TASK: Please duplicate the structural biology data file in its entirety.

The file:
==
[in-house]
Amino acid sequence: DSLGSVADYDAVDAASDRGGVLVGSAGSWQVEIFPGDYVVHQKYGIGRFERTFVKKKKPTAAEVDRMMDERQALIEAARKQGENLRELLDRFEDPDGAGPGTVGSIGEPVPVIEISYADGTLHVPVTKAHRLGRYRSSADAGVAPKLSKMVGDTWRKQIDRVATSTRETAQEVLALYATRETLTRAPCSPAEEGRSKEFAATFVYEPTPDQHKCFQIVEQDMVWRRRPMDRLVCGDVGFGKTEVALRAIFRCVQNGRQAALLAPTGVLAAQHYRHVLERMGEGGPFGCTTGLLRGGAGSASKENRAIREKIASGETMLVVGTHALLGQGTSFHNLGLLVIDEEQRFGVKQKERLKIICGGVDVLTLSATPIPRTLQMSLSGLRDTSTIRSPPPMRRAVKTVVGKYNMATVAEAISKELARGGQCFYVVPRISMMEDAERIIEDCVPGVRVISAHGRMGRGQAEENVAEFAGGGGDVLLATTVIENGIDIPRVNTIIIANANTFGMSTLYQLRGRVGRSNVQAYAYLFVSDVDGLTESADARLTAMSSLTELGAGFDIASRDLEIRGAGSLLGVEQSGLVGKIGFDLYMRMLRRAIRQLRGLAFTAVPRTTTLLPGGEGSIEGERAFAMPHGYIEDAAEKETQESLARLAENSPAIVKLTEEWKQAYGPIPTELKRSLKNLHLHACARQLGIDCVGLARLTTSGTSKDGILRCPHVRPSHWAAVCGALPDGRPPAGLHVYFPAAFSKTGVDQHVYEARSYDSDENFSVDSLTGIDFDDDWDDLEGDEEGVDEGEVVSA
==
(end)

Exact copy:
[in-house]
Amino acid sequence: DSLGSVADYDAVDAASDRGGVLVGSAGSWQVEIFPGDYVVHQKYGIGRFERTFVKKKKPTAAEVDRMMDERQALIEAARKQGENLRELLDRFEDPDGAGPGTVGSIGEPVPVIEISYADGTLHVPVTKAHRLGRYRSSADAGVAPKLSKMVGDTWRKQIDRVATSTRETAQEVLALYATRETLTRAPCSPAEEGRSKEFAATFVYEPTPDQHKCFQIVEQDMVWRRRPMDRLVCGDVGFGKTEVALRAIFRCVQNGRQAALLAPTGVLAAQHYRHVLERMGEGGPFGCTTGLLRGGAGSASKENRAIREKIASGETMLVVGTHALLGQGTSFHNLGLLVIDEEQRFGVKQKERLKIICGGVDVLTLSATPIPRTLQMSLSGLRDTSTIRSPPPMRRAVKTVVGKYNMATVAEAISKELARGGQCFYVVPRISMMEDAERIIEDCVPGVRVISAHGRMGRGQAEENVAEFAGGGGDVLLATTVIENGIDIPRVNTIIIANANTFGMSTLYQLRGRVGRSNVQAYAYLFVSDVDGLTESADARLTAMSSLTELGAGFDIASRDLEIRGAGSLLGVEQSGLVGKIGFDLYMRMLRRAIRQLRGLAFTAVPRTTTLLPGGEGSIEGERAFAMPHGYIEDAAEKETQESLARLAENSPAIVKLTEEWKQAYGPIPTELKRSLKNLHLHACARQLGIDCVGLARLTTSGTSKDGILRCPHVRPSHWAAVCGALPDGRPPAGLHVYFPAAFSKTGVDQHVYEARSYDSDENFSVDSLTGIDFDDDWDDLEGDEEGVDEGEVVSA